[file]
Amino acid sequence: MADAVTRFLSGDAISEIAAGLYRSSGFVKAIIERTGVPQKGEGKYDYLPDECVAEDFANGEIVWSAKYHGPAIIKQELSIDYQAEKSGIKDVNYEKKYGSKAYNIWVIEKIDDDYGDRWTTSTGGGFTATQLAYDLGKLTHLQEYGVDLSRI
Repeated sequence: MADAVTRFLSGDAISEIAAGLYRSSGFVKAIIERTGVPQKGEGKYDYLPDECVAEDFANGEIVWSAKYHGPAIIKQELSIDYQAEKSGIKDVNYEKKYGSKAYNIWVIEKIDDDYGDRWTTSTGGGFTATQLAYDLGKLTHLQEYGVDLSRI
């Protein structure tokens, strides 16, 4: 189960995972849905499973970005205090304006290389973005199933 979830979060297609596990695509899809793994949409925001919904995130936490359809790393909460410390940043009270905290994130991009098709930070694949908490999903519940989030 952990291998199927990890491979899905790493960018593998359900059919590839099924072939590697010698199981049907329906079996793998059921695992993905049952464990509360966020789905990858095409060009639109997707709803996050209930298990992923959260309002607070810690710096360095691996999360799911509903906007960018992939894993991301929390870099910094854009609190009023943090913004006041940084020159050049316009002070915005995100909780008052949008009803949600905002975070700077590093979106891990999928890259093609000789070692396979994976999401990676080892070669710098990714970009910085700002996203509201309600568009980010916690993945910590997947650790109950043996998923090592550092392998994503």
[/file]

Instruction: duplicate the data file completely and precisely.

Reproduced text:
Amino acid sequence: MADAVTRFLSGDAISEIAAGLYRSSGFVKAIIERTGVPQKGEGKYDYLPDECVAEDFANGEIVWSAKYHGPAIIKQELSIDYQAEKSGIKDVNYEKKYGSKAYNIWVIEKIDDDYGDRWTTSTGGGFTATQLAYDLGKLTHLQEYGVDLSRI
Repeated sequence: MADAVTRFLSGDAISEIAAGLYRSSGFVKAIIERTGVPQKGEGKYDYLPDECVAEDFANGEIVWSAKYHGPAIIKQELSIDYQAEKSGIKDVNYEKKYGSKAYNIWVIEKIDDDYGDRWTTSTGGGFTATQLAYDLGKLTHLQEYGVDLSRI
């Protein structure tokens, strides 16, 4: 189960995972849905499973970005205090304006290389973005199933 979830979060297609596990695509899809793994949409925001919904995130936490359809790393909460410390940043009270905290994130991009098709930070694949908490999903519940989030 952990291998199927990890491979899905790493960018593998359900059919590839099924072939590697010698199981049907329906079996793998059921695992993905049952464990509360966020789905990858095409060009639109997707709803996050209930298990992923959260309002607070810690710096360095691996999360799911509903906007960018992939894993991301929390870099910094854009609190009023943090913004006041940084020159050049316009002070915005995100909780008052949008009803949600905002975070700077590093979106891990999928890259093609000789070692396979994976999401990676080892070669710098990714970009910085700002996203509201309600568009980010916690993945910590997947650790109950043996998923090592550092392998994503």